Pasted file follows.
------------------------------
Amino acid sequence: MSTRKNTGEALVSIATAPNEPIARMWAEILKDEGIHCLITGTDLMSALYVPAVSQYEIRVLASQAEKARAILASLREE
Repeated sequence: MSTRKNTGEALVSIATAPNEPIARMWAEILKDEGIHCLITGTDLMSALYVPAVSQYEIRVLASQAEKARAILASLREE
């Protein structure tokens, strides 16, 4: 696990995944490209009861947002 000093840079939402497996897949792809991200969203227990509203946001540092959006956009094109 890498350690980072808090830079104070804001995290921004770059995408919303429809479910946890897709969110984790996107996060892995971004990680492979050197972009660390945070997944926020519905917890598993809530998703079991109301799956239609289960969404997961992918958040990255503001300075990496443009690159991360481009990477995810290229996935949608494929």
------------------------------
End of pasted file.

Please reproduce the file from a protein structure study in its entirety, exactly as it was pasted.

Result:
Amino acid sequence: MSTRKNTGEALVSIATAPNEPIARMWAEILKDEGIHCLITGTDLMSALYVPAVSQYEIRVLASQAEKARAILASLREE
Repeated sequence: MSTRKNTGEALVSIATAPNEPIARMWAEILKDEGIHCLITGTDLMSALYVPAVSQYEIRVLASQAEKARAILASLREE
């Protein structure tokens, strides 16, 4: 696990995944490209009861947002 000093840079939402497996897949792809991200969203227990509203946001540092959006956009094109 890498350690980072808090830079104070804001995290921004770059995408919303429809479910946890897709969110984790996107996060892995971004990680492979050197972009660390945070997944926020519905917890598993809530998703079991109301799956239609289960969404997961992918958040990255503001300075990496443009690159991360481009990477995810290229996935949608494929």